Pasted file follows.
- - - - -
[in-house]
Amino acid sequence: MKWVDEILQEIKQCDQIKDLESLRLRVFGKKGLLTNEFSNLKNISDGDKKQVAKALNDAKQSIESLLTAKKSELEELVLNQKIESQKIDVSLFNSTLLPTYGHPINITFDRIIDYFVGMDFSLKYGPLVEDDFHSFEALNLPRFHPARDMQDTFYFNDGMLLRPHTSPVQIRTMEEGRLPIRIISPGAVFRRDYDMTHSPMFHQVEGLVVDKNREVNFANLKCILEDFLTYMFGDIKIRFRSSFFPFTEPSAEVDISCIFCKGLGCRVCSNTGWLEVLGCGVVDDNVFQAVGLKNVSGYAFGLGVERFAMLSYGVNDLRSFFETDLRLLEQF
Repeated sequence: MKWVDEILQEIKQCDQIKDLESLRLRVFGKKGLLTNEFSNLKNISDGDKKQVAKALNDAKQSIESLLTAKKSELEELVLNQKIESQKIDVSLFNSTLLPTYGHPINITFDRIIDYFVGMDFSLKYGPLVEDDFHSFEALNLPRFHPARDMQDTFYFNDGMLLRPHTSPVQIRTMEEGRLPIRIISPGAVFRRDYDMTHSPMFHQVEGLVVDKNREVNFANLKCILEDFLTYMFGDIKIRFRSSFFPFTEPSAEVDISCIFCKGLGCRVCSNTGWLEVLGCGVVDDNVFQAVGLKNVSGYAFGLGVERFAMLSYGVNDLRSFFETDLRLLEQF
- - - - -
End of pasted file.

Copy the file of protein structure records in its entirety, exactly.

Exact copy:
[in-house]
Amino acid sequence: MKWVDEILQEIKQCDQIKDLESLRLRVFGKKGLLTNEFSNLKNISDGDKKQVAKALNDAKQSIESLLTAKKSELEELVLNQKIESQKIDVSLFNSTLLPTYGHPINITFDRIIDYFVGMDFSLKYGPLVEDDFHSFEALNLPRFHPARDMQDTFYFNDGMLLRPHTSPVQIRTMEEGRLPIRIISPGAVFRRDYDMTHSPMFHQVEGLVVDKNREVNFANLKCILEDFLTYMFGDIKIRFRSSFFPFTEPSAEVDISCIFCKGLGCRVCSNTGWLEVLGCGVVDDNVFQAVGLKNVSGYAFGLGVERFAMLSYGVNDLRSFFETDLRLLEQF
Repeated sequence: MKWVDEILQEIKQCDQIKDLESLRLRVFGKKGLLTNEFSNLKNISDGDKKQVAKALNDAKQSIESLLTAKKSELEELVLNQKIESQKIDVSLFNSTLLPTYGHPINITFDRIIDYFVGMDFSLKYGPLVEDDFHSFEALNLPRFHPARDMQDTFYFNDGMLLRPHTSPVQIRTMEEGRLPIRIISPGAVFRRDYDMTHSPMFHQVEGLVVDKNREVNFANLKCILEDFLTYMFGDIKIRFRSSFFPFTEPSAEVDISCIFCKGLGCRVCSNTGWLEVLGCGVVDDNVFQAVGLKNVSGYAFGLGVERFAMLSYGVNDLRSFFETDLRLLEQF